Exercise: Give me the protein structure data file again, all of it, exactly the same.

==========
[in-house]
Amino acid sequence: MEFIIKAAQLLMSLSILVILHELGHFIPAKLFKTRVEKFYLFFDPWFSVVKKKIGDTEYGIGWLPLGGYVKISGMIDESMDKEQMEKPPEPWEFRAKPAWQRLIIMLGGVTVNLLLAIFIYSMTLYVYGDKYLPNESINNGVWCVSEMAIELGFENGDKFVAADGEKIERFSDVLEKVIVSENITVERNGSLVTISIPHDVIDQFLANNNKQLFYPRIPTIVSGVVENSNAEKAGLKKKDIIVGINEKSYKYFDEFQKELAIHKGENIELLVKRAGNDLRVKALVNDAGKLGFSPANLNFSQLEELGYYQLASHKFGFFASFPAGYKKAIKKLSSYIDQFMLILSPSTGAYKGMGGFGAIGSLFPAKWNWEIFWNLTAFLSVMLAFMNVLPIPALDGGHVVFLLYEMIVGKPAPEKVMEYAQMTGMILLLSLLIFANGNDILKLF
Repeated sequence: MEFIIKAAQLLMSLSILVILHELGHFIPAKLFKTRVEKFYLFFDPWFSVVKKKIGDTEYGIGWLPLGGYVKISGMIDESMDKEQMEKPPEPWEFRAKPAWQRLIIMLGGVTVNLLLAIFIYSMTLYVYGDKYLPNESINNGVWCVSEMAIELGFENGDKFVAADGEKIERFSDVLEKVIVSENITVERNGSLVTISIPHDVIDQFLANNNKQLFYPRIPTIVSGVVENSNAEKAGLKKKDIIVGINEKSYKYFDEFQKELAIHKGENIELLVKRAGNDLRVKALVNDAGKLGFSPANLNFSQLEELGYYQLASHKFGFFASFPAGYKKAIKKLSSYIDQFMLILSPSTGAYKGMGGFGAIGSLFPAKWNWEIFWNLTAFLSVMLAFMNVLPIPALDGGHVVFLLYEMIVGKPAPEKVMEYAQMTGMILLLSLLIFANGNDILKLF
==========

[in-house]
Amino acid sequence: MEFIIKAAQLLMSLSILVILHELGHFIPAKLFKTRVEKFYLFFDPWFSVVKKKIGDTEYGIGWLPLGGYVKISGMIDESMDKEQMEKPPEPWEFRAKPAWQRLIIMLGGVTVNLLLAIFIYSMTLYVYGDKYLPNESINNGVWCVSEMAIELGFENGDKFVAADGEKIERFSDVLEKVIVSENITVERNGSLVTISIPHDVIDQFLANNNKQLFYPRIPTIVSGVVENSNAEKAGLKKKDIIVGINEKSYKYFDEFQKELAIHKGENIELLVKRAGNDLRVKALVNDAGKLGFSPANLNFSQLEELGYYQLASHKFGFFASFPAGYKKAIKKLSSYIDQFMLILSPSTGAYKGMGGFGAIGSLFPAKWNWEIFWNLTAFLSVMLAFMNVLPIPALDGGHVVFLLYEMIVGKPAPEKVMEYAQMTGMILLLSLLIFANGNDILKLF
Repeated sequence: MEFIIKAAQLLMSLSILVILHELGHFIPAKLFKTRVEKFYLFFDPWFSVVKKKIGDTEYGIGWLPLGGYVKISGMIDESMDKEQMEKPPEPWEFRAKPAWQRLIIMLGGVTVNLLLAIFIYSMTLYVYGDKYLPNESINNGVWCVSEMAIELGFENGDKFVAADGEKIERFSDVLEKVIVSENITVERNGSLVTISIPHDVIDQFLANNNKQLFYPRIPTIVSGVVENSNAEKAGLKKKDIIVGINEKSYKYFDEFQKELAIHKGENIELLVKRAGNDLRVKALVNDAGKLGFSPANLNFSQLEELGYYQLASHKFGFFASFPAGYKKAIKKLSSYIDQFMLILSPSTGAYKGMGGFGAIGSLFPAKWNWEIFWNLTAFLSVMLAFMNVLPIPALDGGHVVFLLYEMIVGKPAPEKVMEYAQMTGMILLLSLLIFANGNDILKLF